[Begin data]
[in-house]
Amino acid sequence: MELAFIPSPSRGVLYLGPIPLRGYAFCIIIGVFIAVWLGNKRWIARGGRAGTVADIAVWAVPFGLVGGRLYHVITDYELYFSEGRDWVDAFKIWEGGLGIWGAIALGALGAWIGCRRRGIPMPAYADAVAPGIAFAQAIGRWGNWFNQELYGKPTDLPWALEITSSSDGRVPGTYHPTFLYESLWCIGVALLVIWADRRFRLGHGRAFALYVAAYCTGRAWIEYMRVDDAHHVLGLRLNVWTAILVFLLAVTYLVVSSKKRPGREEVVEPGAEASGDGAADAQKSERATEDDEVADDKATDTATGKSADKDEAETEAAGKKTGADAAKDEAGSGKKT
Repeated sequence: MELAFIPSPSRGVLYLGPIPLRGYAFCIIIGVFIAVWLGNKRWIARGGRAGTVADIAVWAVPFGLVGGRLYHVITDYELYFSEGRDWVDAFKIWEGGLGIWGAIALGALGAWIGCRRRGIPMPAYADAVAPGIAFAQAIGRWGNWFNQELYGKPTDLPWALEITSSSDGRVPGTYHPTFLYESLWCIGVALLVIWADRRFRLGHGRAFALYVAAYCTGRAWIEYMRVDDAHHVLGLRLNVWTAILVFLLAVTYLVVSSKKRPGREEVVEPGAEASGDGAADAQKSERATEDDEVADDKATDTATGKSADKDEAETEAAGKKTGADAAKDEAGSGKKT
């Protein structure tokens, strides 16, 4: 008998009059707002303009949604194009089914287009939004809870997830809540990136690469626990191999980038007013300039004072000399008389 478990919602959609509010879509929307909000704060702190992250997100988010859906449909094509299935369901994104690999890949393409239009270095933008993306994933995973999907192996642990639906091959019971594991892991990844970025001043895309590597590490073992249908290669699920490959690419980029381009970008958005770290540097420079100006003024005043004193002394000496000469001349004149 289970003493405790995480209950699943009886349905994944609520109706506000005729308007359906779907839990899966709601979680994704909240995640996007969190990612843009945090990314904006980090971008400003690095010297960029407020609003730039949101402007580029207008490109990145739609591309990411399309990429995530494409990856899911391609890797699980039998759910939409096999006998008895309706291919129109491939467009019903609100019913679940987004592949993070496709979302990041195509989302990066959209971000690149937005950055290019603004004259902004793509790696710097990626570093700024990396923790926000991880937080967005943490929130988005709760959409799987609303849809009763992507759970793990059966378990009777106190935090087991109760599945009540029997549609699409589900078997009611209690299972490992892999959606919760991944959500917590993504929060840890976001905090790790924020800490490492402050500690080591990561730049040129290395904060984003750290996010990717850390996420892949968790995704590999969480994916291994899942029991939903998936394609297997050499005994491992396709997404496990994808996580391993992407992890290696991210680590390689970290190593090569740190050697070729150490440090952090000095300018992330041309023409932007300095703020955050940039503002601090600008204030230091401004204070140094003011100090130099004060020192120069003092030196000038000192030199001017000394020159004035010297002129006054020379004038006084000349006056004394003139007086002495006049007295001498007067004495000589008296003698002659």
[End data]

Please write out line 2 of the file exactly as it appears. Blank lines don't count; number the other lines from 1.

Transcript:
Amino acid sequence: MELAFIPSPSRGVLYLGPIPLRGYAFCIIIGVFIAVWLGNKRWIARGGRAGTVADIAVWAVPFGLVGGRLYHVITDYELYFSEGRDWVDAFKIWEGGLGIWGAIALGALGAWIGCRRRGIPMPAYADAVAPGIAFAQAIGRWGNWFNQELYGKPTDLPWALEITSSSDGRVPGTYHPTFLYESLWCIGVALLVIWADRRFRLGHGRAFALYVAAYCTGRAWIEYMRVDDAHHVLGLRLNVWTAILVFLLAVTYLVVSSKKRPGREEVVEPGAEASGDGAADAQKSERATEDDEVADDKATDTATGKSADKDEAETEAAGKKTGADAAKDEAGSGKKT